By Robert S. Brantley, Contributing Writer
Photo Courtesy of Robert Brantley
As everyone bustled about the house preparing Christmas dinner, I stood at the window looking out on the lawn and at the occasional passing car.
It had been a perfect morning – my brother and his wife had arrived in time for opening the presents and for the “something” else that no one expected except my mother and me.
The day before, we had gone to the bank and collected the ring from the safety deposit box that had been put there nine years earlier, awaiting such a day as this one.
That tiny box was the last present, set high in the branches of the tree. It was for her, the one I had waited for a lifetime to come. She was a part of my soul.
I had never thought love could be so easy, so effortless as I watched nervously as she slowly unwrapped the present. As she tore away each piece of paper, I felt my heart quicken and pound with a ferocity I had never felt.
She opened the small envelope hidden inside and took out the ring. Her eyes filled with tears, and my heart felt that it might explode. She smiled and handed me the ring. In my anxiety, I had forgotten to ask her. I put the ring on her finger.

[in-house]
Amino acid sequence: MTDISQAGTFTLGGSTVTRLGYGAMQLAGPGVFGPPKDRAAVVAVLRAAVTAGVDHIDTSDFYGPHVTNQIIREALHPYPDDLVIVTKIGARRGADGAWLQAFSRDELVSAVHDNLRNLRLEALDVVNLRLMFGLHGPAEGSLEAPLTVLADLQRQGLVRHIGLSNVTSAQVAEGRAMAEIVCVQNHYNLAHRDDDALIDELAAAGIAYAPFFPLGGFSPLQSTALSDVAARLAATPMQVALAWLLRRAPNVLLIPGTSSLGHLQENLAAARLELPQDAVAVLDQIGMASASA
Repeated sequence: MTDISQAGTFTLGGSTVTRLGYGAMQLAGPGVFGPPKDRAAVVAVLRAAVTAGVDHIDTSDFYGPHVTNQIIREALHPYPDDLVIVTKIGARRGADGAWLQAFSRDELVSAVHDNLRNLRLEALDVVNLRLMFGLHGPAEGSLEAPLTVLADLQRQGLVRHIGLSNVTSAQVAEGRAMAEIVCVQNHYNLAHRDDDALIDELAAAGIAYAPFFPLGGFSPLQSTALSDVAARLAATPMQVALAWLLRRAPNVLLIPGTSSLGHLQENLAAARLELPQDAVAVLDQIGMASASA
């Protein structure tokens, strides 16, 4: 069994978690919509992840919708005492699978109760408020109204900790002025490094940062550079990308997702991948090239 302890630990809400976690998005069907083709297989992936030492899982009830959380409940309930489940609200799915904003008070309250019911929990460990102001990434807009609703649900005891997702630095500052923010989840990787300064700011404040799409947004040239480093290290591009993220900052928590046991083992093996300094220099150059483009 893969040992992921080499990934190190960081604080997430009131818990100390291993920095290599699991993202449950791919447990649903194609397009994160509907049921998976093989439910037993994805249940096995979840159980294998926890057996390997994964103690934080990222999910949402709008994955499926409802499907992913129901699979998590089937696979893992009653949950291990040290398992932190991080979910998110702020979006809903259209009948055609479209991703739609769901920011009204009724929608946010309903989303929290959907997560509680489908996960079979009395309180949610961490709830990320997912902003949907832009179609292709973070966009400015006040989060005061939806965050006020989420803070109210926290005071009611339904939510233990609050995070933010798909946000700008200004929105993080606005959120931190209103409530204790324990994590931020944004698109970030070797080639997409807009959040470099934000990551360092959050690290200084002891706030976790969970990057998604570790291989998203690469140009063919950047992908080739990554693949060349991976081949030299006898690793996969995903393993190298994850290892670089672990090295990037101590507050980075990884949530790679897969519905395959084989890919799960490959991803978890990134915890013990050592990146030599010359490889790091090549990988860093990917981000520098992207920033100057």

A few minutes later, she looked at me and said, “Aren’t you going to ask me?”
I couldn’t help but laugh at myself as she said yes.
I thought about the previous year and all the changes that had overtaken us. We had gone from best friends to engaged in 51 weeks. During that time, I had been with her through two difficult surgeries, chemotherapy and more medical appointments than we wanted to count.
Somewhere, in all of it, we found love.
We realized that what was between us was written about in fairy tales, but few accepted or believed in its possibility.
Later, someone would ask her in a television interview if she had been afraid during the cancer treatments. Her answer was simple: “No, I was too busy falling in love.”
Her prognosis was terrible. The doctors gave her three to five years, but we knew that the love we had would stretch that time and keep stretching it. Just a few weeks before, she had been talking to a friend and said that she would be happy if she could live another 20 years. When I heard her say that, I knew that the clock had begun.
I had no idea how I knew there was nothing to stop it. I thought that if it was 20 years, then it would be the finest 20 any couple had ever lived. It was to be so.